Pfizer is petitioning the FDA to remove the black box warning for Chantix which focuses on neuropsychiatric side-effects like suicidality and depression. The regulators have pushed back, however, arguing that Pfizer’s studies are potentially biased and did not adequately capture adverse events.
An investigative report finds that the over-prescription of ADHD drugs is causing “a trail of misuse, addiction, and death.” “At morgues in Florida, a bellwether state for drug abuse problems, overdose deaths involving amphetamines increased more than 450% between 2008 and 2014,” for example.
The August issue of Psychotherapy and Psychosomatics published a review conducted by André F. Carvalho and colleagues regarding the literature around the long-term use of newer generation antidepressant drugs (ADs) and their side effects. Their investigation, which focused on data obtained from populations diagnosed with Major Depressive Disorder (MDD), found that there were a number of safety issues and potentially serious adverse events, which occurred as a consequence of using ADs.
A new review, published in Schizophrenia Bulletin, examines the effects of exercise on cognition in individuals diagnosed with 'schizophrenia.' The results of the meta-analysis provide evidence that physical activity is related to better cognitive functioning.
In a recently published commentary in Psychiatric Times, Ronald Pies and Joseph Pierre made this assertion: Only clinicians, with an expertise in assessing the research literature, should be weighing in on the topic of the efficacy of psychiatric drugs. They wrote their commentary shortly after I had published on madinamerica “The Case Against Antipsychotics,” and it was clear they had me in their crosshairs.
A change.org petition out of the United Kingdom is addressing the extreme difficulty faced by people who attempt to taper off of antidepressants and anti-anxiety drugs. The petition calls on the Secretary of State for Health, Jeremy Hunt, to require pharmaceutical companies to produce “drug tapering kits” designed to help patients reduce their medications over time. “As it is now, many people who want to stop have no option but to reduce to the lowest possible dosage then ‘jump off’ which can be extremely challenging,” the petition reads. “Some users simply carry on taking a drug beyond the point at which it was effective and useful to avoid the challenge of stopping.”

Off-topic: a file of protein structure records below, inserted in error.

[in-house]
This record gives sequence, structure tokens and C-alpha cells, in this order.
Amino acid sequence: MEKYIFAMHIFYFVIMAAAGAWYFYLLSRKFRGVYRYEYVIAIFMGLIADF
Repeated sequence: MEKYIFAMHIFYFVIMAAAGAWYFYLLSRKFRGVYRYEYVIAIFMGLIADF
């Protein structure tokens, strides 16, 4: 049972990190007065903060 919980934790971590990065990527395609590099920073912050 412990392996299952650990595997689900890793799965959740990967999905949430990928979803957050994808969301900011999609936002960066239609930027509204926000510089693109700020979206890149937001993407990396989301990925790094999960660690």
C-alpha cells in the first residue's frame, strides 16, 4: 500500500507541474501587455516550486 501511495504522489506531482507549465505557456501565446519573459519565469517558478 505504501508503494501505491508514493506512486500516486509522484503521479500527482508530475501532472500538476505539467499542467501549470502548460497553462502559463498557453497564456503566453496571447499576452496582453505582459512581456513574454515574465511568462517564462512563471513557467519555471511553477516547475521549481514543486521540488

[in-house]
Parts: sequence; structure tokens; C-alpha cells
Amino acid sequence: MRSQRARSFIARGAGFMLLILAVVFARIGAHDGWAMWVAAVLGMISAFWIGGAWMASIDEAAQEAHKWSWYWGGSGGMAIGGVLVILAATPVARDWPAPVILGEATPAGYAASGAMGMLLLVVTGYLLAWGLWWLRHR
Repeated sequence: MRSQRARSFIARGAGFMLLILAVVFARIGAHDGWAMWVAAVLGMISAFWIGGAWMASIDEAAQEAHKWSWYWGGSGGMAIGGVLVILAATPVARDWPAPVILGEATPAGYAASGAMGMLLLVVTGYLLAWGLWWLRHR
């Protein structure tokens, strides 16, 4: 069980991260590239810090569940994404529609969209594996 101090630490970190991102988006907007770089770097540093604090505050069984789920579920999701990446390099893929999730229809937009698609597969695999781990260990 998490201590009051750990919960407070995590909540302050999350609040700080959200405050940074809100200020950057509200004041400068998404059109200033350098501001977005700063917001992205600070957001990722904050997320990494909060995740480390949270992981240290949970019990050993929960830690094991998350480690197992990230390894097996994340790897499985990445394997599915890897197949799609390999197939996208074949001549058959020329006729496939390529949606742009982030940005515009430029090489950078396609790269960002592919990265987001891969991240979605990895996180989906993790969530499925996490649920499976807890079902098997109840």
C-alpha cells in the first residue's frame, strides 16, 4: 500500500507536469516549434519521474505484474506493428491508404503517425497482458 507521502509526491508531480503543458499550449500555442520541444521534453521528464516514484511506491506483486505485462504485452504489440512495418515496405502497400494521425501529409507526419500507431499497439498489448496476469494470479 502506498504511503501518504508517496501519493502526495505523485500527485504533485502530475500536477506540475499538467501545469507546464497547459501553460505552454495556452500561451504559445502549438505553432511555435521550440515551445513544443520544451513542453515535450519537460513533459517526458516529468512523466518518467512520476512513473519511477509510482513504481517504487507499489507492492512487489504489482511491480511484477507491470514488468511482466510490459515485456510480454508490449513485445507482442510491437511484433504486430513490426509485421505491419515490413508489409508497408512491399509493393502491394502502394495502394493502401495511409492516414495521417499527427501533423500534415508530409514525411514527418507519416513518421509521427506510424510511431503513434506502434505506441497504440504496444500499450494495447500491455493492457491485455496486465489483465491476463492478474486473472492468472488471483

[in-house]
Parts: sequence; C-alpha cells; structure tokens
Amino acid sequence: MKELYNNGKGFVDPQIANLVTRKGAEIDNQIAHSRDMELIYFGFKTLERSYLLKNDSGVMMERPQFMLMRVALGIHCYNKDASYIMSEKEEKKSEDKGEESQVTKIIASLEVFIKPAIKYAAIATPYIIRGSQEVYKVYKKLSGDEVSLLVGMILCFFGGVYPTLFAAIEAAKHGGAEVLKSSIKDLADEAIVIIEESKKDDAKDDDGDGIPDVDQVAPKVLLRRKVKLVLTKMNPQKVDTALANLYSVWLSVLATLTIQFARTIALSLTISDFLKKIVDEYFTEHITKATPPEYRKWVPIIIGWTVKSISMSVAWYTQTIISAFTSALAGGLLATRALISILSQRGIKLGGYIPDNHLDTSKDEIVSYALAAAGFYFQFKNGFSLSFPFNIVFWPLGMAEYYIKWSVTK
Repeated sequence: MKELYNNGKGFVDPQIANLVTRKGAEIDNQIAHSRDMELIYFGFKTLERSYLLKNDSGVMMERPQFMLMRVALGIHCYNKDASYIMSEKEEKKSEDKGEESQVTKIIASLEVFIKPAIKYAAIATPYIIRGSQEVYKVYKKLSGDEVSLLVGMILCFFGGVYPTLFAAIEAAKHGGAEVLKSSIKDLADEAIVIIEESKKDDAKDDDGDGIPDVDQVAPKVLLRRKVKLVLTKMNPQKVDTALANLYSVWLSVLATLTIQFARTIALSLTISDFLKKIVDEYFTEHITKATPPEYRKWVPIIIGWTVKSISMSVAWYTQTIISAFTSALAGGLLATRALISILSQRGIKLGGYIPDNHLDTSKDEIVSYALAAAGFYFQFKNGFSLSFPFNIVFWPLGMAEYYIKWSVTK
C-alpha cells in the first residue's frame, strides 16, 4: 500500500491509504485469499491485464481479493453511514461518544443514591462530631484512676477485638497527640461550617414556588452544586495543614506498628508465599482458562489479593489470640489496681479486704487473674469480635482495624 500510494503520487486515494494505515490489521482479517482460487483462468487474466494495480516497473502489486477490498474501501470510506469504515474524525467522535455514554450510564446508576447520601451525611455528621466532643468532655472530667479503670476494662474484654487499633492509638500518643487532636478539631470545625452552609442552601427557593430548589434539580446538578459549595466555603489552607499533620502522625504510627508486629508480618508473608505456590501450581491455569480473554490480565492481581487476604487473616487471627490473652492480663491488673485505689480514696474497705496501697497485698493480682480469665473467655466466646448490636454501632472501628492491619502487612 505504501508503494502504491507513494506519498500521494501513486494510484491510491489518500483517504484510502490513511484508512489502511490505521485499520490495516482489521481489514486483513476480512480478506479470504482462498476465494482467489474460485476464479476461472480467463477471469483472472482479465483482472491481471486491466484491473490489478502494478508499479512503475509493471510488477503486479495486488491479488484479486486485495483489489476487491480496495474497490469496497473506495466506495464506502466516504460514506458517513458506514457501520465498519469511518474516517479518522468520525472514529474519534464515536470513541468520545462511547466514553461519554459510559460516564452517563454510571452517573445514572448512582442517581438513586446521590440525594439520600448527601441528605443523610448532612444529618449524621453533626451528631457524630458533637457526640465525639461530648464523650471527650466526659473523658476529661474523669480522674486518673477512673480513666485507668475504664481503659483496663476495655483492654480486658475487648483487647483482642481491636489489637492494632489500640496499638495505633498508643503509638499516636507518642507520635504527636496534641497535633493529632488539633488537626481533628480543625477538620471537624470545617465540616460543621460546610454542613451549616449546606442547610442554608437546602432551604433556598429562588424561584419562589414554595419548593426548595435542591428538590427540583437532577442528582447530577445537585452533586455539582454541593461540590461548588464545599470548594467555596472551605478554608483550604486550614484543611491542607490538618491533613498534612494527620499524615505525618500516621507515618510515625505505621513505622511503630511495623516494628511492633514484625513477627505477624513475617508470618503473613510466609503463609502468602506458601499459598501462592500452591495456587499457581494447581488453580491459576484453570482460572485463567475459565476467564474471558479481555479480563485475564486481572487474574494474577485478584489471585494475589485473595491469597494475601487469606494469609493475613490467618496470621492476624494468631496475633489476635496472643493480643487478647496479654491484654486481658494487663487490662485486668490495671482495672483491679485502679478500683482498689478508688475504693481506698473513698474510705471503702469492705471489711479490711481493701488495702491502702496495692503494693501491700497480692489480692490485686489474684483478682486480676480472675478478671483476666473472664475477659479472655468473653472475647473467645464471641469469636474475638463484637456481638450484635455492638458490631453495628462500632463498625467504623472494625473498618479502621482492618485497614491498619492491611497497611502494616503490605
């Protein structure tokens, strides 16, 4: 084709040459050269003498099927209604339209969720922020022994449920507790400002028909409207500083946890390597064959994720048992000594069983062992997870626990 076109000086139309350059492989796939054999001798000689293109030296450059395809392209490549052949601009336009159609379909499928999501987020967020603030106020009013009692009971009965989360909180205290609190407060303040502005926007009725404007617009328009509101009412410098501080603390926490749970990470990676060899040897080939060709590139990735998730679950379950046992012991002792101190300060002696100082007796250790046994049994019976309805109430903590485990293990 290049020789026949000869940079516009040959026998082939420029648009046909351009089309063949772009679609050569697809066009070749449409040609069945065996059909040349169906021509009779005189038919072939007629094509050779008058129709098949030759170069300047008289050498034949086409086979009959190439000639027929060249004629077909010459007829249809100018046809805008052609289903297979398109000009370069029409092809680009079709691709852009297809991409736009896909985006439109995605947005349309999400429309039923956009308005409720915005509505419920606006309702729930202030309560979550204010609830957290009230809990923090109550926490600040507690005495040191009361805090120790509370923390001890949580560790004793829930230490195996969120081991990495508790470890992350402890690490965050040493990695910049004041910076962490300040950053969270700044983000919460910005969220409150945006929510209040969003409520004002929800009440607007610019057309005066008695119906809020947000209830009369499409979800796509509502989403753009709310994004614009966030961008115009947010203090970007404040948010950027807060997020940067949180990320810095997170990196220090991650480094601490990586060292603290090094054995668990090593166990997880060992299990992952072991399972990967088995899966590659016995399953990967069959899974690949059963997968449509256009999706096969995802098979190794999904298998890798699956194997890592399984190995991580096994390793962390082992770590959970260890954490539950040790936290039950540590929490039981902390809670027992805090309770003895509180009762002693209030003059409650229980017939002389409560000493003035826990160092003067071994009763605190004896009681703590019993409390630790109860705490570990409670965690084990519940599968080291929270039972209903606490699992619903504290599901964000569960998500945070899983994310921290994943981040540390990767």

The US Drug Enforcement Agency (DEA) is moving to place Kratom, a southeast Asian plant often used in teas, on the schedule 1 banned substances list without public comment. There have been several reports of individuals using Kratom teas to successfully recover from addictions to prescription opioids and heroin.
The U.S. Food and Drug Administration yesterday mandated updated labels for nearly 400 opioids and benzodiazepines, following a review of scientific evidence and a citizen petition arguing that combining opioids and benzos increase the risk of addiction and death.
STAT’s watchdogs, Ivan Oransky and Adam Marcus, explain why unpublished studies for drug makers and researchers “put young patients at risk, particularly if those data reveal dangerous side effects or other adverse events from taking medications.”
In this month’s issue of the journal Brain a new study investigates whether the drugs prescribed to control seizures can increase the risk of psychotic symptoms in some people. After reviewing over ten years of medical records of patients treated for epilepsy, the researchers concluded that up to one in seven cases of patients with epilepsy who were later diagnosed with psychosis could be attributed to an adverse effect of the anti-epileptic drugs.
A new study, published in the JAMA Psychiatry, investigates the effect of stimulant ‘ADHD’ drugs on the brains of children and young adults. The results of the randomized, double-blind, placebo-controlled trial, the ‘gold standard’ for evidence in academic medicine, indicate that methylphenidate (Ritalin) has a distinct effect on children that may lead to lasting neurological changes.
It is the deadly cocktail of benzodiazepines and opiates that is most responsible for the rising rate of opiate overdose deaths… and benzos may actually be THE decisive deadly component in the lethal drug combination. Yes, fentanyl and propofol can be dangerous drugs, but to focus the main attention in this crisis on these rarely used drugs is deliberately misleading…This minimizes the critical role of benzos and rather conveniently lets certain institutions and their leaders off the hook as the main suspects in such a vast number of cases that should be labeled as crimes of negligent homicide.
STAT’s Rob Waters profiles Vera Sharav, a holocaust survivor whose son was diagnosed with schizophrenia and died from a side effect of his antipsychotic medication. “Twenty years ago, there wasn’t much societal awareness of the corruption of academic medicine by pharma money,” said Robert Whitaker, a journalist and author who has written widely about mental health treatment. “Vera Sharav was one of the pioneers in creating awareness of this problem.”